World Trade Organization (WTO)
During meetings in Geneva, Mark Lange, the National Cotton Council president/CEO and John Maguire, the NCC's senior vice president, Washington Operations, conveyed to WTO officials and ambassadors of C4 sub-Saharan cotton-producing countries key information about the new U.S. farm law's cotton provisions. They emphasized and explained how the provisions were significantly different from previous farm laws.
While there, Deputy U.S. Trade Representative (USTR) Michael Punke joined NCC leaders in a session with the ambassadors of the West African cotton-producing countries. Punke was vocal in his insistence that countries, including China, India and Brazil, report the level of their agriculture subsidy programs to the WTO as required. He urged the West African ambassadors to support his effort to promote timely reporting and transparency and to support prompt implementation of the trade facilitation program that was agreed to during the WTO ministerial meeting in Bali.
Later in the year, the NCC submitted comments to the USTR in advance of a public hearing on China's compliance with its WTO commitments. NCC Chairman Wally Darneille also testified on the NCC's behalf at the Washington, DC, hearing. His testimony called attention to the high cotton support levels maintained by China, noting that the announced target price for 2014 was more than double the current world cotton price. He stated that by its WTO Accession Protocol, China's government support to cotton is supposed to remain below 8.5 percent of the market value of production – but NCC calculations suggested that support since 2011 had ranged between 18-31 percent of the value of production. Darneille also called for U.S. officials to continue pressing China to provide timely notifications of its domestic support programs to the WTO. China had not officially notified the WTO of its farm program support since the 2008 crop.
Inspecting cotton fiber in a Chinese warehouse is Cotton Council International Chairman John Burch who led a NCC leadership team to that country to gather information from Chinese cotton industry officials and update them on key aspects of the U.S. cotton industry.
After the U.S. government announced the conclusion of the U.S.-Brazil trade dispute in the WTO, NCC Chairman Wally Darneille, in a statement, thanked the U.S. government for its efforts and reiterated that the U.S. cotton industry had undertaken extensive efforts to resolve this case and offered comprehensive reform of cotton policy as part of the new farm law. He stated, "The new U.S. farm bill includes several necessary changes to cotton policy and the GSM export credit program. When compared to previous programs, cotton policy is more market-oriented with the primary safety net conveyed through insurance products that must be purchased by the producer."
A NCC leadership team led by CCI Chairman John Burch visited China to gather information from Chinese cotton industry officials and update them on key aspects of the U.S. cotton industry. That delegation was the sixth to visit China since the establishment of the U.S.-China Cotton Leadership Exchange Program by the NCC and the China Cotton Association.
Eight U.S. cotton industry representatives went to Guangzhou, China; Seoul, Korea; and Osaka, Japan; as part of the 2014 COTTON USA Executive Delegation to discuss a variety of market and trade issues with U.S. cotton customers. The delegation hosted seminars, visited manufacturing facilities and participated in news media interviews and meetings with COTTON USA licensees. Among delegation members were: Cotton Council International Treasurer Anthony Tancredi, Bobby Walton (American Cotton Shippers Association), Carlos Garcia (AMCOT), Lee Cromley and Jon Whatley (American Cotton Producers), and Marc Lewkowitz (Supima).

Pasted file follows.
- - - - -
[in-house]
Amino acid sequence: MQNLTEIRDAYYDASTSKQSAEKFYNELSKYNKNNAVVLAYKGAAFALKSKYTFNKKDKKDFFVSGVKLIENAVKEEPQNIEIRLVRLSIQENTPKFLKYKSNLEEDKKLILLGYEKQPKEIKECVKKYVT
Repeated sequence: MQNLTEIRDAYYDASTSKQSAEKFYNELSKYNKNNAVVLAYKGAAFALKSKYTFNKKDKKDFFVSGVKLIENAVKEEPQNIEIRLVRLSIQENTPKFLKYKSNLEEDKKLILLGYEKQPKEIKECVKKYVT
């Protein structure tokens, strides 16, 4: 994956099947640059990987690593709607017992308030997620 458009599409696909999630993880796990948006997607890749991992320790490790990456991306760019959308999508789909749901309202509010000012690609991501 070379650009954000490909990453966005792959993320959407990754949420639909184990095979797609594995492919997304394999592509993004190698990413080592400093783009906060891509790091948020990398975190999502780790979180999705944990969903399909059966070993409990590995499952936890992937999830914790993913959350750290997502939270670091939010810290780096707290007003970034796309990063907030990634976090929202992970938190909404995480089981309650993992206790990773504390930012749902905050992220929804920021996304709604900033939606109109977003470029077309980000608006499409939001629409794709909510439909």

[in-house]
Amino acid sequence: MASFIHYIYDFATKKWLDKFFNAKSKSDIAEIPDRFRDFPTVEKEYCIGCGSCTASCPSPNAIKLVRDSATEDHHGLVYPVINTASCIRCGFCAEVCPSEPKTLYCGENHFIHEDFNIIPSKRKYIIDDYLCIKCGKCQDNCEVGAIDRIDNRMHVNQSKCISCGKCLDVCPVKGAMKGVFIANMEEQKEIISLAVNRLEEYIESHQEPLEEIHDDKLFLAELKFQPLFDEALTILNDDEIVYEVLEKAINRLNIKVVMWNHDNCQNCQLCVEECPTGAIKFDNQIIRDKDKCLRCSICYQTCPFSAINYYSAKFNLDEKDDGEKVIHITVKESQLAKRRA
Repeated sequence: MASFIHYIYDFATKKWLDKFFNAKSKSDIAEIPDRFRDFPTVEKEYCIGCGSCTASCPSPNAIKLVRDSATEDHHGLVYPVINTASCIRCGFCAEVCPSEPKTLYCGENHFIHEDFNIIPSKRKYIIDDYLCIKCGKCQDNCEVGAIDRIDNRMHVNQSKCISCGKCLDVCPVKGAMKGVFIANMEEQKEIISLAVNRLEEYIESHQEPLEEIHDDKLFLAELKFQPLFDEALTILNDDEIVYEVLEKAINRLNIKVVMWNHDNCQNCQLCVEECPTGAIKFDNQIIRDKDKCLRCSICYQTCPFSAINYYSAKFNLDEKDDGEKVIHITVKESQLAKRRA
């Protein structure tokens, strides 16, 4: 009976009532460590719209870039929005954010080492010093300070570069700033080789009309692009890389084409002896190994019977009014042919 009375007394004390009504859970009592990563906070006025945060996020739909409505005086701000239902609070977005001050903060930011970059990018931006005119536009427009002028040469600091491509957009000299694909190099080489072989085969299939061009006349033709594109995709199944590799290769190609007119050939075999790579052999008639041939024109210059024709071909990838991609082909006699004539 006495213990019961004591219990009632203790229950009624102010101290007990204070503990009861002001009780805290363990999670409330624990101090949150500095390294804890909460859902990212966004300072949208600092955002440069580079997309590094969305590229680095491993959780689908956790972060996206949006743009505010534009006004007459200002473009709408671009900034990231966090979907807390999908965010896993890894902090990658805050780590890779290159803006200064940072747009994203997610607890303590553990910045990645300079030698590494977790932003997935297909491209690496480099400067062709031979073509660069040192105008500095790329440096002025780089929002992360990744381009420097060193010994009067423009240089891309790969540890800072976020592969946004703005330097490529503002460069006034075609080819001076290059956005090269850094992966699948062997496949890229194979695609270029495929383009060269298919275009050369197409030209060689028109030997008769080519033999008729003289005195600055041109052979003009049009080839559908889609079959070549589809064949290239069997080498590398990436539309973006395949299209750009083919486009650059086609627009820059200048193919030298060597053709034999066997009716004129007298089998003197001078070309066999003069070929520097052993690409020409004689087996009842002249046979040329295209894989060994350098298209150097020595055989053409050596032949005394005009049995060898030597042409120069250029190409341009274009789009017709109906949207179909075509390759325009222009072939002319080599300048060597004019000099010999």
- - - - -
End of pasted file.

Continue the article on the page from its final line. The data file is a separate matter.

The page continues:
After the Turkish Ministry of Economy announced it was investigating the imports of U.S. cotton to determine if "dumping" is occurring in the Turkish market, NCC staff, working with staff of the American Cotton Shippers Association and AMCOT, distributed a summary of the investigation and expected next steps to U.S. merchandizing firms. Many U.S. traders, merchants and exporters received questionnaires seeking data to enable Turkish officials to determine whether U.S. cotton was being dumped into the Turkish market, whether there was injury to Turkish cotton interests and whether the dumping was the cause of that injury.
The West Coast port labor negotiations drew the attention of the NCC which joined with multiple associations on letters to President Obama expressing concerns and asking for his help in resolving that situation.
Later, NCC Chairman Wally Darneille accompanied NCC staff to meetings with Administration officials and Congressional staff to raise the investigation's profile and communicate the serious risk to continued trade and sales of U.S. cotton to Turkey should anti-dumping duties be applied. The NCC continued its outreach to Congress and government officials on this issue until year's end, and also submitted comments to the Turkish Ministry of Economy detailing numerous concerns with the investigation.
In other trade activities, the NCC:
- Signed onto a letter with associations representing U.S. agriculture and forest products producers asking President Obama to reach out to the International Longshore and Warehouse Union and Pacific Maritime Association to insist that they immediately restore the ports to full operation while they continued negotiations. The letter specifically asked the President to consider using all tools available to the federal government to help resolve that situation. The NCC earlier had joined a broader coalition in requesting the President's intervention.
- Joined with more than 90 agriculture organizations supporting Darci Vetter as chief agricultural negotiator for the USTR's office. She was later confirmed by the full Senate.